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How to Deal With Condensation on Windows

Increasing ventilation and maintaining low-level heating in your home can all help deal with condensation - but if you're getting moisture inside double-glazing panels, your window units may not be properly sealed.

Condensation inside your windows can be unsightly and make your view look blurry, which is more inconvenient than a health issue.

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However, longer-term, if left untreated, condensation in double-glazing can cause mould to form on the window and frame, so it's best dealt with before it poses a problem.

What Causes Condensation Inside Windows?

Most properties experience condensation because the temperature inside is far warmer than outside.

Where there is excess moisture in the home, the hotter air condenses on the cold glass and turns into droplets.

If you have condensation on the inner pane, it's a simple case of wiping it down or following some of the advice we've listed below.

Double or triple-glazing units with condensation in between the panes are a bit trickier to deal with and indicate that the window hasn't been correctly sealed, as it should be an airtight vacuum to provide proper insulation.

Window panes have a desiccant inside, which stops moisture from forming and keeps the inner layer free of water.

If this has become saturated, or the seal is broken, you will get condensation inside the window as a result.

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How to Deal With Condensation on Windows

There are a few things you can try that should reduce the moisture in the air and prevent or mitigate the condensation from forming on your windows:

  • Opening windows and curtains reduces humidity, and if you open windows in your bathroom after a shower, that can also help. Leaving curtains and blinds open during the day boosts air circulation and helps condensation quickly disperse.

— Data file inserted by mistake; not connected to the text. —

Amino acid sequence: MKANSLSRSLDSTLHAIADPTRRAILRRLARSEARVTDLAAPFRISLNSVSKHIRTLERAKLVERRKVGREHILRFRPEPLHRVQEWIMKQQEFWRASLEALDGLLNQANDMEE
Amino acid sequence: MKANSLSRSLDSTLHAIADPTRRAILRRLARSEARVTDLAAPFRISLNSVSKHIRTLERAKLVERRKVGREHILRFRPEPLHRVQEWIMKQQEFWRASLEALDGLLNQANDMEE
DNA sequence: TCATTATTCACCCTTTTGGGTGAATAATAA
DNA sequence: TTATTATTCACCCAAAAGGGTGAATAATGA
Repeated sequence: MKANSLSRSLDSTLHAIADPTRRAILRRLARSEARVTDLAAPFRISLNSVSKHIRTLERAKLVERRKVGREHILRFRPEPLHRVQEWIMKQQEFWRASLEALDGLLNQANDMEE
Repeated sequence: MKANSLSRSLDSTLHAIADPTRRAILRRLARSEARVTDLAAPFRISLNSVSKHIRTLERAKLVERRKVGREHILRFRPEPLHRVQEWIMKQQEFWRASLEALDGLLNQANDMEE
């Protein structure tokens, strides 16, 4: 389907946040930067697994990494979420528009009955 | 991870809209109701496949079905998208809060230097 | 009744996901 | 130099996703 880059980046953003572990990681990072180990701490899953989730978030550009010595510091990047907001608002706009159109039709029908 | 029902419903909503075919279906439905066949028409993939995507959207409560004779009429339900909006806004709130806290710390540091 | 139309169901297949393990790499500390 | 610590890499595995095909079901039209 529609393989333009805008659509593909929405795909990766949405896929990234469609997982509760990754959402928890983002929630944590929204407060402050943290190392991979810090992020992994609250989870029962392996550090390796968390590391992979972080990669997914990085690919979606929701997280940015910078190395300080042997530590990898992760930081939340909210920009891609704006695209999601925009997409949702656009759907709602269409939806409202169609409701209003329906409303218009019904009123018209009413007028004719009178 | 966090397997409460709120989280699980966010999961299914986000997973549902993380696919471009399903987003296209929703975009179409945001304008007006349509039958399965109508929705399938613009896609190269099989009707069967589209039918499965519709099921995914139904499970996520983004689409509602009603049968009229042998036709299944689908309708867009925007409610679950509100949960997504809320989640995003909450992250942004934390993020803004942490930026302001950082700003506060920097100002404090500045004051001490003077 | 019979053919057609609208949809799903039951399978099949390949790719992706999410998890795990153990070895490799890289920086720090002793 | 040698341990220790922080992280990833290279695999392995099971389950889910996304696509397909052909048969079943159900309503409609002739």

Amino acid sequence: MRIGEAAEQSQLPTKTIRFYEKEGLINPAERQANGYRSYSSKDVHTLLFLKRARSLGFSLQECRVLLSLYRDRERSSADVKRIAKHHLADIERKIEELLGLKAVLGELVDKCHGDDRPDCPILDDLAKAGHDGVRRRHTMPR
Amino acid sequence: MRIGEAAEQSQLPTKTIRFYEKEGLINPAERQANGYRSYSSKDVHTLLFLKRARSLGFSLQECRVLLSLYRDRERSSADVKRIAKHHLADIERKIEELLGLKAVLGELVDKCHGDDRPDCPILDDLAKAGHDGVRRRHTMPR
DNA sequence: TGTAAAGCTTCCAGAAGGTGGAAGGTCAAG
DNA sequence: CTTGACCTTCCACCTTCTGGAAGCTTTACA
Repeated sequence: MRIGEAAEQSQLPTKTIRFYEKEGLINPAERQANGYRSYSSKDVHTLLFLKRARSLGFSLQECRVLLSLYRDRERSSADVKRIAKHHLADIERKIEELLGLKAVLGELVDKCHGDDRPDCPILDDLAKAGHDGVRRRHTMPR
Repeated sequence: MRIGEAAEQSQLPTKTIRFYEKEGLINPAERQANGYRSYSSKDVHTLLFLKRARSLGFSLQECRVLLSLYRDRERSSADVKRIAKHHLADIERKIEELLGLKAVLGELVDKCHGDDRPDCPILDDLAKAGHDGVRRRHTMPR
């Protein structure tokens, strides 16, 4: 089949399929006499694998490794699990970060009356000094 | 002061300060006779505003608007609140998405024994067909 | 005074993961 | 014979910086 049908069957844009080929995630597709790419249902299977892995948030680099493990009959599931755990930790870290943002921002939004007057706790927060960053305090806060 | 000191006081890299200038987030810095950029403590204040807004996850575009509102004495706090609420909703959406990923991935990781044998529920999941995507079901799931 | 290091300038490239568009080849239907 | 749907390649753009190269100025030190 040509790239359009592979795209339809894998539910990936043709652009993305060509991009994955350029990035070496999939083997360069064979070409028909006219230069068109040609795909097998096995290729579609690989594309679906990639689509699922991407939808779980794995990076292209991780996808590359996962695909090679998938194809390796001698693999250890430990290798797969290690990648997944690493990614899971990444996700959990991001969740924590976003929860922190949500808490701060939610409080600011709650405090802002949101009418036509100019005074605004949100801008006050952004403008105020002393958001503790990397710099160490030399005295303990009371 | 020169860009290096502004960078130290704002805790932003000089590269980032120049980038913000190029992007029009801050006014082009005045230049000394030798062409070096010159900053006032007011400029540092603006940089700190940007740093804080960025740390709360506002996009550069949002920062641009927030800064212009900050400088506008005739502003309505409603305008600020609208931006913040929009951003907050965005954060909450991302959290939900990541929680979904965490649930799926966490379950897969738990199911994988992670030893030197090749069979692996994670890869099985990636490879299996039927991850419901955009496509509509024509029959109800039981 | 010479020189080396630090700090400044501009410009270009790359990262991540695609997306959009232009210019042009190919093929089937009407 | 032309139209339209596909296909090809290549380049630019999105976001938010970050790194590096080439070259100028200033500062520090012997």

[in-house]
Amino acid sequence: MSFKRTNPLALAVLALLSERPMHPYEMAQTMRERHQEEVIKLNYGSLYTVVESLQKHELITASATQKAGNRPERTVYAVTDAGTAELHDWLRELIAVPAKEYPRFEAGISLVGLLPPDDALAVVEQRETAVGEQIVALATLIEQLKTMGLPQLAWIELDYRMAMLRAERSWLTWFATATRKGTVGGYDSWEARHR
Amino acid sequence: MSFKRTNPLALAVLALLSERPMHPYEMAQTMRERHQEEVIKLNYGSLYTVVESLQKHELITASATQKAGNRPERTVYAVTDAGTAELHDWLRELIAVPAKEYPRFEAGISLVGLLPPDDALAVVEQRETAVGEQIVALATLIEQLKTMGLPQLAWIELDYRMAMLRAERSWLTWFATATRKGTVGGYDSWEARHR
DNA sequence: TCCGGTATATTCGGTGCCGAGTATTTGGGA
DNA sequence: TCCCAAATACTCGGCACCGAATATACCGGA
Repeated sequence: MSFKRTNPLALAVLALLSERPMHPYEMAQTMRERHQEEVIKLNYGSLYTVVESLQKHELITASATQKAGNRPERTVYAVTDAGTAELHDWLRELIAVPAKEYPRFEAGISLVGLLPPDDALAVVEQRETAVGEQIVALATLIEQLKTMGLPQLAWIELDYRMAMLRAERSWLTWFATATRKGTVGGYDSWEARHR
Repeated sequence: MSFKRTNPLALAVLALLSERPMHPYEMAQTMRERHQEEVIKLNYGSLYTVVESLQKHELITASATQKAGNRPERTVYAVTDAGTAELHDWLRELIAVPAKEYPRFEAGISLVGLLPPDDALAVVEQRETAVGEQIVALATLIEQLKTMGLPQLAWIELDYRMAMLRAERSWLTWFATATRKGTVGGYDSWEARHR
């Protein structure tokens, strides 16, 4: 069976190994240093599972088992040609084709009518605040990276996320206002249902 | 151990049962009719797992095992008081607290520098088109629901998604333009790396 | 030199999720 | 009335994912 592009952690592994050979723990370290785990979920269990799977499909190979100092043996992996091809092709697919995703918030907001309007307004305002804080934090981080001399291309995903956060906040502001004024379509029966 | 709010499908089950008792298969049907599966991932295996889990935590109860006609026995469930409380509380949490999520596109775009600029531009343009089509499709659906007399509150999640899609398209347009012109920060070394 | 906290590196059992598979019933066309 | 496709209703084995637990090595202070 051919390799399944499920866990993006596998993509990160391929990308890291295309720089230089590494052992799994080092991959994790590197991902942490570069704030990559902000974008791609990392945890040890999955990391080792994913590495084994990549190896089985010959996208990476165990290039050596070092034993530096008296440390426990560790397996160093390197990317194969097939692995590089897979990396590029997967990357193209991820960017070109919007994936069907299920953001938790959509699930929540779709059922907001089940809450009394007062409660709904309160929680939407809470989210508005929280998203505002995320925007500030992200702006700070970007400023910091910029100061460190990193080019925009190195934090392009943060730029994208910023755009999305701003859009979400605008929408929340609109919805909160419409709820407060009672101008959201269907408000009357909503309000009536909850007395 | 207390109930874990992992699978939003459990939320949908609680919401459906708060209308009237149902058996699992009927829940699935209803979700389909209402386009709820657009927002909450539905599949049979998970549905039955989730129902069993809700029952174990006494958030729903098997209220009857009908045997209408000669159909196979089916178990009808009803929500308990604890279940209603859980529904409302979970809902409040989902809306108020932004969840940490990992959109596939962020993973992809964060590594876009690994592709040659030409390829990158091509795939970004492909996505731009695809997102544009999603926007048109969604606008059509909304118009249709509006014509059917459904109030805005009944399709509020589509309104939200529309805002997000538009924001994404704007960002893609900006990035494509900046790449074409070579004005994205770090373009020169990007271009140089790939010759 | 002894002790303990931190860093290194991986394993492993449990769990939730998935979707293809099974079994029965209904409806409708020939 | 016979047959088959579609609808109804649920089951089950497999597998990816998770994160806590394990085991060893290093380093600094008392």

• Keep your heating on low - fluctuating temperatures as your heating kicks on and off can cause more condensation, so the better option is to keep your heating on most of the time but at a lower setting.
  • Invest in a dehumidifier - these devices can remove excess water from the air. If you use a humidifier, it's best to turn it down or lower the settings until the condensation has stopped appearing.

Storing wood for log burners outside will also help since this introduces moisture.

Another tip is to pick up some house plants that love water (orchids and bromeliads are good examples) - these plants absorb moisture from the air like a natural dehumidifier.

If condensation is a recurring issue and is starting to cause signs of dampness or mould, you may wish to think about replacing single-glazed windows with double-glazing or replacing an older double-glazed unit.

Benefits of Treating Window Condensation Quickly

Moisture occurs naturally in our homes - think cooking, showers, washing up or laundry!

Properties without sufficient ventilation can easily become damp, and condensation on your windows is one of the first signs before you see any mould, spores or other impacts.